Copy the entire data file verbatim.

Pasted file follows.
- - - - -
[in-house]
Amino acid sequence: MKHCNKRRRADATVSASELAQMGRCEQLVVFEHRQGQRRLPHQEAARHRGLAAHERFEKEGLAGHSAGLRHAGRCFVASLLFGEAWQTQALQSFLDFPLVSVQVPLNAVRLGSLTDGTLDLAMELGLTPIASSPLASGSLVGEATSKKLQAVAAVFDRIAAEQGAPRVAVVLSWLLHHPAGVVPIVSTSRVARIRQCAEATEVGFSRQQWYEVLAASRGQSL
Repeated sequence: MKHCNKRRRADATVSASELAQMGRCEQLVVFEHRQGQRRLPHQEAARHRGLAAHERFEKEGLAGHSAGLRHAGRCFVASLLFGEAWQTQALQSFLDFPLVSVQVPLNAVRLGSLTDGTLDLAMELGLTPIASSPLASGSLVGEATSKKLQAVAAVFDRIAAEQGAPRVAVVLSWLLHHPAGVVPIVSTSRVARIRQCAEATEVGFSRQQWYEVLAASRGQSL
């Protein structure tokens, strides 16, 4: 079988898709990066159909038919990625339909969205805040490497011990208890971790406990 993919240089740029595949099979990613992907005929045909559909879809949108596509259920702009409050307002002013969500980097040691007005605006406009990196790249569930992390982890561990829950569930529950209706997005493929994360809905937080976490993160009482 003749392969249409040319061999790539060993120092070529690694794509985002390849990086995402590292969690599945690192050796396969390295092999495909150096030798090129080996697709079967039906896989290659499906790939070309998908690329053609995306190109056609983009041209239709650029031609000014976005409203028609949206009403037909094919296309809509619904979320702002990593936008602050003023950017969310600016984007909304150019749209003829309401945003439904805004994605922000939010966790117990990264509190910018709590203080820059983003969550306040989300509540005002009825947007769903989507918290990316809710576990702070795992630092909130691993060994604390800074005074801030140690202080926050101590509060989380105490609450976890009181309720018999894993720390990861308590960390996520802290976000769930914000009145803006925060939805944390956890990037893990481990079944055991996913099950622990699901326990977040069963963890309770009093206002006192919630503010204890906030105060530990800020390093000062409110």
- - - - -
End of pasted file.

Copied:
[in-house]
Amino acid sequence: MKHCNKRRRADATVSASELAQMGRCEQLVVFEHRQGQRRLPHQEAARHRGLAAHERFEKEGLAGHSAGLRHAGRCFVASLLFGEAWQTQALQSFLDFPLVSVQVPLNAVRLGSLTDGTLDLAMELGLTPIASSPLASGSLVGEATSKKLQAVAAVFDRIAAEQGAPRVAVVLSWLLHHPAGVVPIVSTSRVARIRQCAEATEVGFSRQQWYEVLAASRGQSL
Repeated sequence: MKHCNKRRRADATVSASELAQMGRCEQLVVFEHRQGQRRLPHQEAARHRGLAAHERFEKEGLAGHSAGLRHAGRCFVASLLFGEAWQTQALQSFLDFPLVSVQVPLNAVRLGSLTDGTLDLAMELGLTPIASSPLASGSLVGEATSKKLQAVAAVFDRIAAEQGAPRVAVVLSWLLHHPAGVVPIVSTSRVARIRQCAEATEVGFSRQQWYEVLAASRGQSL
């Protein structure tokens, strides 16, 4: 079988898709990066159909038919990625339909969205805040490497011990208890971790406990 993919240089740029595949099979990613992907005929045909559909879809949108596509259920702009409050307002002013969500980097040691007005605006406009990196790249569930992390982890561990829950569930529950209706997005493929994360809905937080976490993160009482 003749392969249409040319061999790539060993120092070529690694794509985002390849990086995402590292969690599945690192050796396969390295092999495909150096030798090129080996697709079967039906896989290659499906790939070309998908690329053609995306190109056609983009041209239709650029031609000014976005409203028609949206009403037909094919296309809509619904979320702002990593936008602050003023950017969310600016984007909304150019749209003829309401945003439904805004994605922000939010966790117990990264509190910018709590203080820059983003969550306040989300509540005002009825947007769903989507918290990316809710576990702070795992630092909130691993060994604390800074005074801030140690202080926050101590509060989380105490609450976890009181309720018999894993720390990861308590960390996520802290976000769930914000009145803006925060939805944390956890990037893990481990079944055991996913099950622990699901326990977040069963963890309770009093206002006192919630503010204890906030105060530990800020390093000062409110």